Picture of author.

Sophie D. Coe (1933–1994)

Teoksen Suklaan historia tekijä

2 teosta 720 jäsentä 8 arvostelua

Tietoja tekijästä

Image credit: photo by Michael D. Coe

Tekijän teokset

Suklaan historia (1996) 611 kappaletta, 7 arvostelua
America's First Cuisines (1994) 109 kappaletta, 1 arvostelu

Merkitty avainsanalla


Virallinen nimi
Coe, Sophie Dobzhansky
food historian
Dobzhansky, Theodosius (father)
Coe, Michael D. (spouse)
Lyhyt elämäkerta
[from Sophie D. Coe Prize website]
Sophie D. Coe was an anthropologist, food historian, and author, primarily known for her work on the history of chocolate. Her friendship with Alan Davidson and her association with the annual Oxford Symposium on Food & Cookery led her husband Michael D. Coe, with the help of Davidson and Harlan Walker, to set up the Sophie Coe Prize in 1995. It has been awarded annually ever since and continues to be the most prestigious established prize in the field, reflecting the quality of Coe's own work.



An informative read, I wish the authors had spent a bit more time on the development of chocolate from the 1900's onward, but that's my only complaint.
Merkitty asiattomaksi
Autolycus21 | 6 muuta kirja-arvostelua | Oct 10, 2023 |
Begins with the origins fo the cacao tree and follows the story up to today's mass-produced chocolate candy and its expensive boutique counterparts... A pleasure, not just for chocoholics but for anyone who enjoys lively, thorough historical sleuthing via the printed page.
Merkitty asiattomaksi
Daniel464 | 6 muuta kirja-arvostelua | Oct 8, 2021 |
A good read and a thouroughly researched book; I would recommend this to anyone who is interetsed in chocolate, food history, the history of trade and exploration with the Americas, or all three!
Merkitty asiattomaksi
hsifeng | 6 muuta kirja-arvostelua | Jan 22, 2010 |
I finished The True History of Chocolate today when I was trying to take a nap. I liked it and I'll be trying to find a cheap used copy. The authors are a married couple, the wife being the food historian who traveled around to various libraries and archives over a few years to collect the materials for this book. Unfortunately, she died before it could be written and her husband completed it after she apparently dictated the rough outline and part of one of the chapters. That information is in the introduction to the second edition that I read.

The book is very readable and engaging, full of anecdotes and excerpts from a range of primary sources, as well as an array of illustrations. They trace the origins of the cacao tree, Theobroma cacao, and the history of its use as beverage, medicine, and food, from pre-Columbian cultures (Olmec, Maya, Aztec, etc.) to modern day chocolatiers, ending with the beginnings of fair-trade chocolate bars under the Green & Black label. The book is divided into eight chapters (my summaries, not actual chapter headings): 1. cacao biology and ecology, 2. early cultivation and production (Olmec and Maya), 3. Aztec, 4. Conquistadores and their criollo settlements, 5. its introduction and adoption in Europe during the Age of Exploration and Baroque era, 6. cultivation and trade during the Colonial era, 7. Enlightenment and Revolutionary Eras, 8. modern industrial processes and development of chocolate candy industry.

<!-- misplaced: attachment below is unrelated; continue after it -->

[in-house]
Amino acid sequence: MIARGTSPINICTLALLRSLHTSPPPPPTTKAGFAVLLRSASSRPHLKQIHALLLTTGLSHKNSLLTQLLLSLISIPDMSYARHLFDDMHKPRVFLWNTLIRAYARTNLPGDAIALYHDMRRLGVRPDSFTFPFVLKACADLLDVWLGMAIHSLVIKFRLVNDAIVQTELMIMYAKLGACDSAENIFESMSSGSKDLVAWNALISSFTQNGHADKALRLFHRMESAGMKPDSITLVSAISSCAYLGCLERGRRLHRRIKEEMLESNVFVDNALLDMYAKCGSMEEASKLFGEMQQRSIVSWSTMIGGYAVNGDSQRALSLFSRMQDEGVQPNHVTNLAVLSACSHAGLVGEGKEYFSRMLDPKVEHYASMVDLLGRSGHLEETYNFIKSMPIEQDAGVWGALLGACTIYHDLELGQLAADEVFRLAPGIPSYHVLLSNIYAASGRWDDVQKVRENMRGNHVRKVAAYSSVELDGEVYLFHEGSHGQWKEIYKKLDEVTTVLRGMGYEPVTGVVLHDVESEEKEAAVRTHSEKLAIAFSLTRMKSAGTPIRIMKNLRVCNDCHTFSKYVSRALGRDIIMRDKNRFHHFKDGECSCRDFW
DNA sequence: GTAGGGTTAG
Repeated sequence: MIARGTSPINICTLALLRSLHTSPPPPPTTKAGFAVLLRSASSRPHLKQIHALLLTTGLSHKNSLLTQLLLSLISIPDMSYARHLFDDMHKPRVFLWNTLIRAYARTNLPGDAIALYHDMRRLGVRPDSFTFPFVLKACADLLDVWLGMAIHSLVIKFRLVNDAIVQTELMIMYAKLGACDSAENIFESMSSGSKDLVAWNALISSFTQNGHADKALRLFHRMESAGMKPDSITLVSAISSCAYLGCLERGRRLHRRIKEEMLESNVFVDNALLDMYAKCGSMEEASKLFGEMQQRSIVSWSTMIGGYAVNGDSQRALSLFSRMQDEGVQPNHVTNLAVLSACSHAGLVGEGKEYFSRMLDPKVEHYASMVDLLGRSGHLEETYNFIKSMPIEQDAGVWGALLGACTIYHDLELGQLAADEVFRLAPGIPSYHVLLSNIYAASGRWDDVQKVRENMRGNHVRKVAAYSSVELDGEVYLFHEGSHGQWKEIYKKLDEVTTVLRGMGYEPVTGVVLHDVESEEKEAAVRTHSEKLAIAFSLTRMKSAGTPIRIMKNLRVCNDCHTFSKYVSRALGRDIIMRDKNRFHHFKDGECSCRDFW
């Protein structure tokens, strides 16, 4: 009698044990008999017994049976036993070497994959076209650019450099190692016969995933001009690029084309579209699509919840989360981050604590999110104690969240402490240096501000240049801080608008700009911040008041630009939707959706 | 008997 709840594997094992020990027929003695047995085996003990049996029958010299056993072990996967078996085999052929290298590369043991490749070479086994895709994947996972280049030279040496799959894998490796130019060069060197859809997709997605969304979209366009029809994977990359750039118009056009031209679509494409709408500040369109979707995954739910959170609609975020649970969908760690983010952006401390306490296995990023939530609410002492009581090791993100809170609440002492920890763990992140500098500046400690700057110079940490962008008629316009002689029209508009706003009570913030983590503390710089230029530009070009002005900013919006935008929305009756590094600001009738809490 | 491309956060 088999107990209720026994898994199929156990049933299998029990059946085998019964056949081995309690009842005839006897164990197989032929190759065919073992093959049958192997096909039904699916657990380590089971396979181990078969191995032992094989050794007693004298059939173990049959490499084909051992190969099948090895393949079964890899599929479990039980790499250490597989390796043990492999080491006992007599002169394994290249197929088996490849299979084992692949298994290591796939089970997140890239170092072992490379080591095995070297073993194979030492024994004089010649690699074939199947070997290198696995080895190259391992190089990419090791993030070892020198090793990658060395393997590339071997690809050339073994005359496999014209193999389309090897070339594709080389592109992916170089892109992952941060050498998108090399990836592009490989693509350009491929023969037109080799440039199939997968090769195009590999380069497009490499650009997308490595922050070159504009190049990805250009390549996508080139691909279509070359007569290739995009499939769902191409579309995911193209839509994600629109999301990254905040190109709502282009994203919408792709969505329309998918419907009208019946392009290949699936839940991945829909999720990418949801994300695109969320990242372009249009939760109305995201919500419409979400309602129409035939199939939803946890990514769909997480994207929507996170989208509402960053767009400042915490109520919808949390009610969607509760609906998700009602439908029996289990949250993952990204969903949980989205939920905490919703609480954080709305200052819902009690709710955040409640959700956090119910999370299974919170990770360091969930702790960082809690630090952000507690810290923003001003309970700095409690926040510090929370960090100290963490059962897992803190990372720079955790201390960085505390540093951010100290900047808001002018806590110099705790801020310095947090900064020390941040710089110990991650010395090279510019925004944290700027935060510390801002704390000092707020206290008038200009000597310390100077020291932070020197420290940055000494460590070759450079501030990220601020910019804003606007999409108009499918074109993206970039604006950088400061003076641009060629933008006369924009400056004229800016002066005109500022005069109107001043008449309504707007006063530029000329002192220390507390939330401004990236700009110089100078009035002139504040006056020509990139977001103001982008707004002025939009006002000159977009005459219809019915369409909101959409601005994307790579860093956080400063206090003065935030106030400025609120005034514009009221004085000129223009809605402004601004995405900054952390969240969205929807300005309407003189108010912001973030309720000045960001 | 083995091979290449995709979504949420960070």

I learned a lot about the plant itself and how chocolate is made, as well as about indigenous cultures and the saddening details of conquest and colonization. The book included images of Mayan archeological artifacts and ideograms and the most recent archaeological findings that date cacao use much earlier than previously thought. They also discuss the origins of the word "chocolate."

Traveling to Europe, the question of hot chocolate during fasts came before the Pope more than once. The authors detail this religious and political debate, as well as the sociopolitical roles of tea, coffee, and hot chocolate as the beverages associated with particular movements or classes. I learned something new about White's, the exclusive club known for its gambling that is prominently featured in many novels set in the Regency era: it was opened as White's Chocolate-House in 1693 by an Italian immigrant.

The authors also include a variety of recipes from different time periods. They also describe the first experiments to incorporate chocolate into food and the possible origins of mole poblano, of Mexican cuisine fame.

The book also covers the history of commercial cacao plantations, from Maya days in Meso-America through its establishment in tropical zones worldwide to its recent introduction to Hawaii. The different plant varieties are covered and what kind of beans they produce in terms of quantity and quality. The invention of the Dutch cocoa process and modern machines are detailed.

The only complaints I have are minor quibbles. The prose is very engaging and personable because it is generally quite subjective. Sometimes that subjective (read, judgmental) tone was annoying and somewhat snide. The text also frequently included self-referential asides. I didn't need to be told multiple times that there was more on a particular topic ahead or already described elsewhere.

So this book is a fairly comprehensive look at a single species of food plant and its cultural importance over time in a variety of contexts. The text is accompanied by substantial notes and an extensive bibliography that allow the reader to chase down the original sources if so desired. And a note on the book's title: it pays homage to one of those sources, The True History of the Conquest of New Spain, a first-hand account written by a retired conquistador to refute all of the myth-building taking place in his lifetime.
… (lisätietoja)
Merkitty asiattomaksi
justchris | 6 muuta kirja-arvostelua | Jul 28, 2009 |



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